In 1989 Port Phillip Sea Pilots celebrated their 150th anniversary.
Recent legislation changed licensing. The Association no longer has monopoly status.
Archives and artifacts are held in Melbourne.
The Sea Pilots former base-ship ‘Wyuna’ is now a heritage ship but is too large for berthing at Victoria Harbour.
See later section: reference proposing a re-location.
Durham Association (New Zealand Ship and Marine Society)
Many members served a 4-year Traineeship Program on this extraordinary training vessel, the ‘Durham’ built in 1934 and owned by the Federal Steam Navigation Company. Fifty per cent of the trainees became Marine Engineers and 50% became Deck Officers. In 1939 the vessel was requisitioned by the British Government. Post War it returned to the Federal Steam Navigation Company and continued as a cargo ship.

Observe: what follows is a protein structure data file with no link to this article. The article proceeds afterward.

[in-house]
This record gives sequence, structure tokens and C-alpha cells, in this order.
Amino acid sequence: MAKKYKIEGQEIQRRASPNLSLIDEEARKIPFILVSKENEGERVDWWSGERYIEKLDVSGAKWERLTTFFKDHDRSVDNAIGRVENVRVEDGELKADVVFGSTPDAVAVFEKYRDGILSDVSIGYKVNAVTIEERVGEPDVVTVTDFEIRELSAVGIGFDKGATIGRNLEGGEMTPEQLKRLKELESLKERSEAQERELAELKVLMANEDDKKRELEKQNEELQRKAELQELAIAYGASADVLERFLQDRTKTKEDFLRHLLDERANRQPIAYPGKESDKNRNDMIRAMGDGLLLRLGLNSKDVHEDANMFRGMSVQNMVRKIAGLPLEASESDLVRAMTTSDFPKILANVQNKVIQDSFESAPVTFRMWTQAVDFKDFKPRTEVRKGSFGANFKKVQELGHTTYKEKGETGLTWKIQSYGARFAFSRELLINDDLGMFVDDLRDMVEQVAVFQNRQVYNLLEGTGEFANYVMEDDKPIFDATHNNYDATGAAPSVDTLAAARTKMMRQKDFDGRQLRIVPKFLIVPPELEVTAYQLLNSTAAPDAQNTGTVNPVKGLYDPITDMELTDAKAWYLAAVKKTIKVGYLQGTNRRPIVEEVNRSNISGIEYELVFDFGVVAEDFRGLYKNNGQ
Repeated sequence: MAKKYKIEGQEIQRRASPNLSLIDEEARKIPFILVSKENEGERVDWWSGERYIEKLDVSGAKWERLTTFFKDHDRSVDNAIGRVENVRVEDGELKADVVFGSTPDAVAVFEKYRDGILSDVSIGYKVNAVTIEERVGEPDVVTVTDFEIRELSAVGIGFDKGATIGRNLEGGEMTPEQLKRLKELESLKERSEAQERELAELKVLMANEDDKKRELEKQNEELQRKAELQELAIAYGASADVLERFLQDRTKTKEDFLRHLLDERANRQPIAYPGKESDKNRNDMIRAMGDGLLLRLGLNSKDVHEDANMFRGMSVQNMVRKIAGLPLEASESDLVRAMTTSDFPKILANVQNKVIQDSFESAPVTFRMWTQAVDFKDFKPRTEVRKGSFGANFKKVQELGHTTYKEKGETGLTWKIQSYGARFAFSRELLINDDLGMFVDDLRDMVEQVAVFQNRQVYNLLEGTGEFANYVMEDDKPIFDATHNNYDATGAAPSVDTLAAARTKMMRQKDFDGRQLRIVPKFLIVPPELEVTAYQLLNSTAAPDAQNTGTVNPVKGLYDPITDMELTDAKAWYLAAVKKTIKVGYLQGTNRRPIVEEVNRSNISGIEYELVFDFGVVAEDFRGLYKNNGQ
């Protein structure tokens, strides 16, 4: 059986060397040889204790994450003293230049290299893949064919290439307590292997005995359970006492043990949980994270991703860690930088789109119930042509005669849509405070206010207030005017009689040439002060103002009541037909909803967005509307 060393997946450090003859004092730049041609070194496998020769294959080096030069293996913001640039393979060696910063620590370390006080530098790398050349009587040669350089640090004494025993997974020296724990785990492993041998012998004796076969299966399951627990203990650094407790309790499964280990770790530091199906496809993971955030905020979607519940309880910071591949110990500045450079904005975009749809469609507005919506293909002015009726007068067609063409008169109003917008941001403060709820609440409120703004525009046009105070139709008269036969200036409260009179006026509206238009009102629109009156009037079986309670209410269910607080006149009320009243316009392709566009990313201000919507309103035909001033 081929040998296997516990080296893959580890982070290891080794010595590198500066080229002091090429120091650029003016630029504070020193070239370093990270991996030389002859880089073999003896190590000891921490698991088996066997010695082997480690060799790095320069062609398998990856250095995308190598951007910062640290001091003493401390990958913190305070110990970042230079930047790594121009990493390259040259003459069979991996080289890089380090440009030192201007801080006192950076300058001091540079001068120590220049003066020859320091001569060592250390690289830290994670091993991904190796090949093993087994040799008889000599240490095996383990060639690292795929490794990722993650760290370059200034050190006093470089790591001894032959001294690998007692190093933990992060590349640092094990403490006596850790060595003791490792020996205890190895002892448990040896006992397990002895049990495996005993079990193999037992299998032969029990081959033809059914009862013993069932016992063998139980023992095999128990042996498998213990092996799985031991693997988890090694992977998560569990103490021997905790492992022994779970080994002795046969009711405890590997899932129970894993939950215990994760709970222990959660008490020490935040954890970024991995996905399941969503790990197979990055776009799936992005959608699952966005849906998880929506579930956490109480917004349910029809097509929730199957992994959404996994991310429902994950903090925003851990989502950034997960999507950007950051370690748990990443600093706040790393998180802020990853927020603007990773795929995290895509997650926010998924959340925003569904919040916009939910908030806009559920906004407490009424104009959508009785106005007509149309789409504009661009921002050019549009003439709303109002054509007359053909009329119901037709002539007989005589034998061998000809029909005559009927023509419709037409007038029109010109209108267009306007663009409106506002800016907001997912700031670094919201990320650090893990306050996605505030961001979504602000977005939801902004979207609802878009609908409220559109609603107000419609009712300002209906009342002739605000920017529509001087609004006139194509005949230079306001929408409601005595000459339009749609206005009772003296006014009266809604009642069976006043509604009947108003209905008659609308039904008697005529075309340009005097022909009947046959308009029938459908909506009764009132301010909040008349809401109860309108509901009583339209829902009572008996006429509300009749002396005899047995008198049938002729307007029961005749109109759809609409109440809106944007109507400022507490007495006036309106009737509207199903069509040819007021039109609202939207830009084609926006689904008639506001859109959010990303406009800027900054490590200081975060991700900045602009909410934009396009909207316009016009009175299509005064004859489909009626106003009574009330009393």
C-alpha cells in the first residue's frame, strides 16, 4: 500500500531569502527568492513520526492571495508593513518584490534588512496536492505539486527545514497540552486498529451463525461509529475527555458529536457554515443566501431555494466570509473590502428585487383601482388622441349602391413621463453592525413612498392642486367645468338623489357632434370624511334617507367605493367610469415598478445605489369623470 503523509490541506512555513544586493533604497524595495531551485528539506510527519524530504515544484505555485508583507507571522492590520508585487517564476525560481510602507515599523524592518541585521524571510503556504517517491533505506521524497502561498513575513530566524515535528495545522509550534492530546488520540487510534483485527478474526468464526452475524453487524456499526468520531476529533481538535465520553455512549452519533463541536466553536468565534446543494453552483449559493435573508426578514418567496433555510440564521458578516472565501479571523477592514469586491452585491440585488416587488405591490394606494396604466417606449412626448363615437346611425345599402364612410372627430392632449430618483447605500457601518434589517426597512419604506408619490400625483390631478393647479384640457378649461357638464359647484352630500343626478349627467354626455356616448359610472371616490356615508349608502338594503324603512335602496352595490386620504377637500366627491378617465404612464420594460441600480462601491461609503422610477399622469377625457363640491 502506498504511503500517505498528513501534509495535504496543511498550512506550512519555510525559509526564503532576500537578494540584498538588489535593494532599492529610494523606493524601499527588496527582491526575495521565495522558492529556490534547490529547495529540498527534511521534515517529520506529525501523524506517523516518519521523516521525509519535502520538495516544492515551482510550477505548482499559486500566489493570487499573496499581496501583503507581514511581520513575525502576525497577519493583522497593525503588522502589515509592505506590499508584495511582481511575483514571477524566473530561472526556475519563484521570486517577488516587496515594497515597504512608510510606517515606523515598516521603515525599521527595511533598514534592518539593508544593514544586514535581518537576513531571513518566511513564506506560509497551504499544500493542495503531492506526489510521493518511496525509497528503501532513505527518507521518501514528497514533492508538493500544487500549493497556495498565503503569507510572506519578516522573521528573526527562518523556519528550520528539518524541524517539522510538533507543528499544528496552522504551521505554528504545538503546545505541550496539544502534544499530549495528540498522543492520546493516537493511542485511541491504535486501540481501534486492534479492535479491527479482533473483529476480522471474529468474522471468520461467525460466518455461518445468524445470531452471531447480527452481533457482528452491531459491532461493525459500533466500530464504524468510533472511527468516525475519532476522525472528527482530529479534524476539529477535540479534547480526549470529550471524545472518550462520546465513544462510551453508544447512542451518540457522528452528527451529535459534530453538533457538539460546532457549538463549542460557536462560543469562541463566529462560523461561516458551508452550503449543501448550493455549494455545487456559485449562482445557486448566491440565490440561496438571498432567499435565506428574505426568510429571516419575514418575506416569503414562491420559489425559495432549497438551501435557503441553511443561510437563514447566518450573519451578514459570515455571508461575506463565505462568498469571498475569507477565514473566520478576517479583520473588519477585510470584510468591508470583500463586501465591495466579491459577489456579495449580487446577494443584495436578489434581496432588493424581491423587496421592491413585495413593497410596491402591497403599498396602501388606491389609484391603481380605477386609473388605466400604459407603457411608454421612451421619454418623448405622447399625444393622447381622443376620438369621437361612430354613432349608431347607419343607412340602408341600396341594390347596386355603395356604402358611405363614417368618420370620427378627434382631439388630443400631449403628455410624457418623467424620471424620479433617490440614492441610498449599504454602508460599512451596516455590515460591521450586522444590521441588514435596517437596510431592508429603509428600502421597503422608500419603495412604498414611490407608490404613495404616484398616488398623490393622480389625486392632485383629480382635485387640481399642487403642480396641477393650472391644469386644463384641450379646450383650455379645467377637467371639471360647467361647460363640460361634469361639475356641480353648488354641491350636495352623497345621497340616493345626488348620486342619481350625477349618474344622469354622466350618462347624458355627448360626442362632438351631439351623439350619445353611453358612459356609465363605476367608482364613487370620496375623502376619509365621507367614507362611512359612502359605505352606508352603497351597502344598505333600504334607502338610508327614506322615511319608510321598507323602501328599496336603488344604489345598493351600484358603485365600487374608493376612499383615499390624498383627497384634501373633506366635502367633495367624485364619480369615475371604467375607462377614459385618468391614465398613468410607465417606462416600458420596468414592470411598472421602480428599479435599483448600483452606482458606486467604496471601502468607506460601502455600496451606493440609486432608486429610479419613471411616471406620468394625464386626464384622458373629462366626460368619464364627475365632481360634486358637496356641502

They all have a strong connection with refrigerated containerized shipping trade between Australia, New Zealand and Europe and to the emergence of containerization. Association members meet n Melbourne. See: https://www.nzshipmarine.com/nodes/view/1225
An informal but active group of former maritime seafarers meet at Mission to Seafarers.
The Heritage Fleet
The Heritage Fleet members formed the Maritime Heritage Association of Victoria. It considers itself a ‘foundational’ collection of heritage vessels, which currently comprises three heritage vessels (Steam Tug Wattle, The Enterprize, and the Alma Doepel). Although the member vessels are managed separately, they are berthed together and an MOU creating a consortium of members was signed in 2017.